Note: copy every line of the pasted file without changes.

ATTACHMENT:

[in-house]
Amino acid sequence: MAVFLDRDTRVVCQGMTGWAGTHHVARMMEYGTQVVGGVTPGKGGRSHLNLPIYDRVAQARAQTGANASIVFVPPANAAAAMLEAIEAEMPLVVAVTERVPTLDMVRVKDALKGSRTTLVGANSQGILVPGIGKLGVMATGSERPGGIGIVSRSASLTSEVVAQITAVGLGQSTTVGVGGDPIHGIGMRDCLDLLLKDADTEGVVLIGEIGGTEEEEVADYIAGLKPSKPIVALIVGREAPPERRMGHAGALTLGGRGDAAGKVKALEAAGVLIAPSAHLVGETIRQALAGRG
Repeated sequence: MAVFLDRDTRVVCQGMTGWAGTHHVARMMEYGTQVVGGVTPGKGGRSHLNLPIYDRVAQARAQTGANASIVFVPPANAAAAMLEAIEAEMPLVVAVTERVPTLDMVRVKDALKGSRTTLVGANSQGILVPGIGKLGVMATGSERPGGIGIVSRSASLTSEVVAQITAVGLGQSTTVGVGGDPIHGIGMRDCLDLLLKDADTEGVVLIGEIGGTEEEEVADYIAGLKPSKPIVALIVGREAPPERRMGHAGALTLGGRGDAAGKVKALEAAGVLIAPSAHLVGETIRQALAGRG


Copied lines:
[in-house]
Amino acid sequence: MAVFLDRDTRVVCQGMTGWAGTHHVARMMEYGTQVVGGVTPGKGGRSHLNLPIYDRVAQARAQTGANASIVFVPPANAAAAMLEAIEAEMPLVVAVTERVPTLDMVRVKDALKGSRTTLVGANSQGILVPGIGKLGVMATGSERPGGIGIVSRSASLTSEVVAQITAVGLGQSTTVGVGGDPIHGIGMRDCLDLLLKDADTEGVVLIGEIGGTEEEEVADYIAGLKPSKPIVALIVGREAPPERRMGHAGALTLGGRGDAAGKVKALEAAGVLIAPSAHLVGETIRQALAGRG
Repeated sequence: MAVFLDRDTRVVCQGMTGWAGTHHVARMMEYGTQVVGGVTPGKGGRSHLNLPIYDRVAQARAQTGANASIVFVPPANAAAAMLEAIEAEMPLVVAVTERVPTLDMVRVKDALKGSRTTLVGANSQGILVPGIGKLGVMATGSERPGGIGIVSRSASLTSEVVAQITAVGLGQSTTVGVGGDPIHGIGMRDCLDLLLKDADTEGVVLIGEIGGTEEEEVADYIAGLKPSKPIVALIVGREAPPERRMGHAGALTLGGRGDAAGKVKALEAAGVLIAPSAHLVGETIRQALAGRG